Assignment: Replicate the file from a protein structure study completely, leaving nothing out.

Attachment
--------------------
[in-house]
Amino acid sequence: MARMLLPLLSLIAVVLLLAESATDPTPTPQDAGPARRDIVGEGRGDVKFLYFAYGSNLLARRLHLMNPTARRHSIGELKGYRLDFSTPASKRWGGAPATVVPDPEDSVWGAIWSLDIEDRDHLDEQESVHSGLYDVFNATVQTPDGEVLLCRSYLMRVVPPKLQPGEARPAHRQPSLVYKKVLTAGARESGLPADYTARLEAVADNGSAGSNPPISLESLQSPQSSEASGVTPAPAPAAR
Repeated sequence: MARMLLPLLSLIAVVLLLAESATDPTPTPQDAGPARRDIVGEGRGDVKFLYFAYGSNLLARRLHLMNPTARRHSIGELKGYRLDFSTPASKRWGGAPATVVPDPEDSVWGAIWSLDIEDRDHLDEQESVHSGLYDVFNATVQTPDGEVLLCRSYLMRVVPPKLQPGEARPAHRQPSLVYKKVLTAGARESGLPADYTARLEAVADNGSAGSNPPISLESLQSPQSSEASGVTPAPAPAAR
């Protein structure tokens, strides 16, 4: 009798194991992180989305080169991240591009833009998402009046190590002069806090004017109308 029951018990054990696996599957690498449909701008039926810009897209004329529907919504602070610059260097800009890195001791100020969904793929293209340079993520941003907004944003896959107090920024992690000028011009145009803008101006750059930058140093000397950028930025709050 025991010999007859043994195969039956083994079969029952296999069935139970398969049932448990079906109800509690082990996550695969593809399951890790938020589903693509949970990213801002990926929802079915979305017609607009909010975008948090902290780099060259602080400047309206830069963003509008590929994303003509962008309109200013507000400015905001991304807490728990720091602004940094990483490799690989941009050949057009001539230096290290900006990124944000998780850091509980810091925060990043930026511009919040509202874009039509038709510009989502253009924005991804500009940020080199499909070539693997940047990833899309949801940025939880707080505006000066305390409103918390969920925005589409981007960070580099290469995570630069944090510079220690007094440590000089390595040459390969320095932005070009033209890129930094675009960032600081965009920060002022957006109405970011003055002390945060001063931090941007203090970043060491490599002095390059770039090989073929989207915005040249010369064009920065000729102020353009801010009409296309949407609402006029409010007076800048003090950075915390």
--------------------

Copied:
[in-house]
Amino acid sequence: MARMLLPLLSLIAVVLLLAESATDPTPTPQDAGPARRDIVGEGRGDVKFLYFAYGSNLLARRLHLMNPTARRHSIGELKGYRLDFSTPASKRWGGAPATVVPDPEDSVWGAIWSLDIEDRDHLDEQESVHSGLYDVFNATVQTPDGEVLLCRSYLMRVVPPKLQPGEARPAHRQPSLVYKKVLTAGARESGLPADYTARLEAVADNGSAGSNPPISLESLQSPQSSEASGVTPAPAPAAR
Repeated sequence: MARMLLPLLSLIAVVLLLAESATDPTPTPQDAGPARRDIVGEGRGDVKFLYFAYGSNLLARRLHLMNPTARRHSIGELKGYRLDFSTPASKRWGGAPATVVPDPEDSVWGAIWSLDIEDRDHLDEQESVHSGLYDVFNATVQTPDGEVLLCRSYLMRVVPPKLQPGEARPAHRQPSLVYKKVLTAGARESGLPADYTARLEAVADNGSAGSNPPISLESLQSPQSSEASGVTPAPAPAAR
């Protein structure tokens, strides 16, 4: 009798194991992180989305080169991240591009833009998402009046190590002069806090004017109308 029951018990054990696996599957690498449909701008039926810009897209004329529907919504602070610059260097800009890195001791100020969904793929293209340079993520941003907004944003896959107090920024992690000028011009145009803008101006750059930058140093000397950028930025709050 025991010999007859043994195969039956083994079969029952296999069935139970398969049932448990079906109800509690082990996550695969593809399951890790938020589903693509949970990213801002990926929802079915979305017609607009909010975008948090902290780099060259602080400047309206830069963003509008590929994303003509962008309109200013507000400015905001991304807490728990720091602004940094990483490799690989941009050949057009001539230096290290900006990124944000998780850091509980810091925060990043930026511009919040509202874009039509038709510009989502253009924005991804500009940020080199499909070539693997940047990833899309949801940025939880707080505006000066305390409103918390969920925005589409981007960070580099290469995570630069944090510079220690007094440590000089390595040459390969320095932005070009033209890129930094675009960032600081965009920060002022957006109405970011003055002390945060001063931090941007203090970043060491490599002095390059770039090989073929989207915005040249010369064009920065000729102020353009801010009409296309949407609402006029409010007076800048003090950075915390």